Stepping into the Santa Fe makes you immediately rethink what a three-row crossover can be. “Interiors don’t have to be grim and utilitarian and depressing just because you’re in a crossover,” gushes deputy editor Joe DeMatio. Associate web editor Donny Nordlicht says the cabin of the Santa Fe is “one of the best interiors on the market under fifty thousand dollars.” Comparisons are even drawn to the Audi TT. And, OMG, the panoramic sunroof. Santa Fe, you had us at hello.
Crossing the Country
Taking the 2013 Santa Fe on the road did little to sour our affair. The 3.3-liter V-6 engine makes 290 hp and 252 lb-ft of torque, putting the Santa Fe right in the peloton for three-row crossovers. Nothing special, but not lagging behind, either. The Santa Fe won’t peel your eyelids back on acceleration, but we are favorably impressed with the action of this crossover’s six-speed automatic transmission. Nordlicht is among the impressed, saying, “It will hold the gears and postpone the shifts if you want it to, like it understands what you’re doing.”
Need more good news? The Santa Fe’s EPA rating of 18 mpg in the city is bested by only one crossover in our test, the Nissan Pathfinder. Meanwhile, the Hyundai’s rating of 24 mpg highway is also among the best of this group.
Riding the Tilt-a-Whirl
So what’s the fly in the ointment? Step into the third row for a spin around the block and you’ll feel like you’re on a bad amusement park ride. Knees in nose, seat bouncing, road noise for days. Sure, the third row is meant only for kids, but even they will be holding epic roshambo tournaments for a chance to get a seat upgrade into one of the comfortable captain’s chairs in the Santa Fe’s second row (standard in the Limited trim level; a second-row bench is available in the GLS trim).
In addition, the calibration of the rear suspension seems too soft, and the setup will bottom with a clunk even with light loads. In addition, while the slow steering is meant to keep you from getting into trouble when the whole family is on board, it is still too unresponsive to us. Such things keep the seven-passenger Santa Fe from being truly transcendent.
Even so, the 2013 Hyundai Santa Fe has us unexpectedly infatuated. “This is the surprise of the day,” proclaims road test editor Christopher Nelson to general nodding among our group of test drivers. We can imagine the all-wheel-drive Santa Fe ferrying two adult couples to dinner on the town as easily as carting a family on a cross-country road trip. With the Santa Fe, Hyundai has figured out how to make an attractive, desirable three-row crossover for less than $40,000 — quite an accomplishment. – Annie White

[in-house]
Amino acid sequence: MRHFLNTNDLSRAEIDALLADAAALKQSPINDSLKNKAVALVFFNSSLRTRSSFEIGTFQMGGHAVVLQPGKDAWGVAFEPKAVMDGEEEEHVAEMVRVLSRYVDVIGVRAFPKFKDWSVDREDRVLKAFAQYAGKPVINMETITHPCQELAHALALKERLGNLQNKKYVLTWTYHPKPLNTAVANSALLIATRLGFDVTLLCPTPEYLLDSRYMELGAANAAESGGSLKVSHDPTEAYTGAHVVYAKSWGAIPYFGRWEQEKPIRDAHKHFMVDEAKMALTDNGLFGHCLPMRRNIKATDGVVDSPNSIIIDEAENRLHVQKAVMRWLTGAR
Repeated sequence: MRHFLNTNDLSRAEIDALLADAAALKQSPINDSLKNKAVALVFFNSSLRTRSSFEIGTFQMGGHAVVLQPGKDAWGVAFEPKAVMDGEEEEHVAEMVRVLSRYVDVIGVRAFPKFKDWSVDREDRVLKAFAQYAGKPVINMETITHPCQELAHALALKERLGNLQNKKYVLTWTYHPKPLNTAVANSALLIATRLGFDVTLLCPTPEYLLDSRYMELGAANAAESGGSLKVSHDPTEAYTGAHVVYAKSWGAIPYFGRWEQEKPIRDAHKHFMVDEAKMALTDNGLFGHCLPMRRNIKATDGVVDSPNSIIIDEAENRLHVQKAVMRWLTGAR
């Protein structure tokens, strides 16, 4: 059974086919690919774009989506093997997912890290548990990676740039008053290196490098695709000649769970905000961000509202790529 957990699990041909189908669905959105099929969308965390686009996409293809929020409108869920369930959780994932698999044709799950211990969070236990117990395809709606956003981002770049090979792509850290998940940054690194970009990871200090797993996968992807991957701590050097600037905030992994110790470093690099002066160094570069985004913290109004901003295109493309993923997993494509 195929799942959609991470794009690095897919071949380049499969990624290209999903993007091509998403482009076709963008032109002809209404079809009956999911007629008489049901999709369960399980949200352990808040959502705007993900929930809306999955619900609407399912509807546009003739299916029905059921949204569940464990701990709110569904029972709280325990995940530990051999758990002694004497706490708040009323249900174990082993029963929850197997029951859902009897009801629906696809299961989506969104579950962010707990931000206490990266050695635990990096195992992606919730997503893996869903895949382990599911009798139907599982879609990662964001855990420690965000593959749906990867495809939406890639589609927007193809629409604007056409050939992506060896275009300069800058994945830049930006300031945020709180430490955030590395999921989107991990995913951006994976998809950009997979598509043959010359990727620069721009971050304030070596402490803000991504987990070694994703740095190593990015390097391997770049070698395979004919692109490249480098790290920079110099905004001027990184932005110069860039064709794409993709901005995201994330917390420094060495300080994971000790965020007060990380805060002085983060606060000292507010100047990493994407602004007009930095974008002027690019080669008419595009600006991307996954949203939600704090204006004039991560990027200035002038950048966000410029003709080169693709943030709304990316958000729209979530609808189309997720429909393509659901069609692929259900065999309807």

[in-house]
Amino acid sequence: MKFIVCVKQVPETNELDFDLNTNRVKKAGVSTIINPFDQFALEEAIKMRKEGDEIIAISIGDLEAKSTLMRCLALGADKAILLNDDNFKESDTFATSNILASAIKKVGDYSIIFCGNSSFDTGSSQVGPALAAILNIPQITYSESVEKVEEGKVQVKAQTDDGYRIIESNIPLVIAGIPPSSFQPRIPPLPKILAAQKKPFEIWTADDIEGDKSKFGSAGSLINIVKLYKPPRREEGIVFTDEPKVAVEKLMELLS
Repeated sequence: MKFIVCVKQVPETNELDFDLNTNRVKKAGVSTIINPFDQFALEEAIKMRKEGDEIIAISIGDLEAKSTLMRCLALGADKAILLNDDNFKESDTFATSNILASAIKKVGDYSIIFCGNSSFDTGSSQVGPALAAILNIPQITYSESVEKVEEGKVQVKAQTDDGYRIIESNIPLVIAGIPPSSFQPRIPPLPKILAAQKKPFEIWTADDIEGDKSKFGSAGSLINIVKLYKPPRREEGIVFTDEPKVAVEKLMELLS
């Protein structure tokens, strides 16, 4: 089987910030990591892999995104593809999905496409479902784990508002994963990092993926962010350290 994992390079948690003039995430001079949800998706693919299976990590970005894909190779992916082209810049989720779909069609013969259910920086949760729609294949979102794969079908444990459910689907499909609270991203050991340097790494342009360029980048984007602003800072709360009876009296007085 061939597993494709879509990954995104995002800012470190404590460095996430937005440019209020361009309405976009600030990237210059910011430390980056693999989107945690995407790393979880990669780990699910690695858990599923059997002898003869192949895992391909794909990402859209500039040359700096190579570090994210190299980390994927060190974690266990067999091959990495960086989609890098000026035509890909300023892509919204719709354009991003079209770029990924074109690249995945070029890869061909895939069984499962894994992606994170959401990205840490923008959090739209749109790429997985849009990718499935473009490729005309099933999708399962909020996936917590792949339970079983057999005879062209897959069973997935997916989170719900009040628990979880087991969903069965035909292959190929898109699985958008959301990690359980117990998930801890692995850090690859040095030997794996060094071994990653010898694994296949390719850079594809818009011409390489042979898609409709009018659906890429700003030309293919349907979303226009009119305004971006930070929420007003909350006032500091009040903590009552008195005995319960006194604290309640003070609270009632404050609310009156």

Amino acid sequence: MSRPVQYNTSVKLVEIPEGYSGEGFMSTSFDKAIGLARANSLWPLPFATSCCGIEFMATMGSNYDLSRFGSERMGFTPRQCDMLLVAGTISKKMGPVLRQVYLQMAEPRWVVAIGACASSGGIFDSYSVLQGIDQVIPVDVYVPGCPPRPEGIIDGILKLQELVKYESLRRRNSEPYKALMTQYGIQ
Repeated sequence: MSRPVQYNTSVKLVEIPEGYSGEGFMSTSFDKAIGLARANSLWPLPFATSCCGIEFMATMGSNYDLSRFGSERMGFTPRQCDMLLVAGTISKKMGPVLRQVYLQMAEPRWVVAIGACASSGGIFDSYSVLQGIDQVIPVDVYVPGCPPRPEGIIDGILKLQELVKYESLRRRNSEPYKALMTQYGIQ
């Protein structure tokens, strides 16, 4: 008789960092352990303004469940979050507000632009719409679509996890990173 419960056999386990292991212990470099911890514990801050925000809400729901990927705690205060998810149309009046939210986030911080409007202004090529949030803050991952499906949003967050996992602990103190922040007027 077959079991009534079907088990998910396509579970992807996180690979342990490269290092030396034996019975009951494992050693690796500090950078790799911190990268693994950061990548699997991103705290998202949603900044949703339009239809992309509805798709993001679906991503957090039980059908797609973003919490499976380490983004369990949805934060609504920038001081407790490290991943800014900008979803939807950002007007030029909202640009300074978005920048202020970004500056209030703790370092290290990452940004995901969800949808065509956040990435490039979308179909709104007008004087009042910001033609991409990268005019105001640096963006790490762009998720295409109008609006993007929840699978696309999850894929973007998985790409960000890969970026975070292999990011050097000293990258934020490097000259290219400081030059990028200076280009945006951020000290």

Winner: 2013 Hyundai Santa Fe
2013 Ford Explorer Limited AWD vs. 2013 Honda Pilot Touring 4WD
2013 Ford Explorer Limited AWD
The 2013 Ford Explorer Limited AWD has a nameplate that has dominated the utility vehicle market for more than two decades. It is also the best selling of all the eight crossovers here, and more than 160,000 buyers per year can’t be wrong, can they? Well, yes and no.
Buyers will appreciate the 2013 Explorer’s 290-hp 3.5-liter V-6, which ties with the 2013 Dodge Durango and the 2013 Hyundai Santa Fe as the most powerful engines in the group. That horsepower doesn’t go to waste, either. Ford’s six-speed automatic is smooth and unobtrusive and the steering is direct and well weighted, both of which give the driver confidence despite this seven-passenger, all-wheel-drive vehicle’s curb weight of roughly 4600 pounds.
Power and Technology
Power isn’t found just under the hood, as the seven-passenger, all-wheel-drive Ford Explorer is the only crossover in our test to offer a power-folding third row. In fact, the 2013 Explorer Limited that we tested is so replete with technology and convenience features that its price of $45,415 is the second highest in this group.
All of those extras are features that everyone likes, such as power-folding mirrors, heated and cooled front seats, a heated steering wheel, a power tilt-and-telescope steering column, power-adjustable pedals, automatic wipers, lane-keeping assist, adaptive cruise control, blind-spot monitoring with rear cross-path detection, automatic high beams, and active parking assist.
There’s one piece of technology on display here, though, that doesn’t meet our expectations. The MyFord Touch infotainment system might be designed to appeal to tech enthusiasts, but it proves counterintuitive to operate, yields inconsistent results, and requires the driver to look away from the road too often. JeanKnowsCars.com senior editor Molly Jean says it’s “a kid’s toy,” not an adult-rated communication interface. One of the editors was even overheard cursing the system over our two-way communication radios when he tried to use MyFord Touch to change the music track it was playing on his iPod.
Does This Make Me Look Big?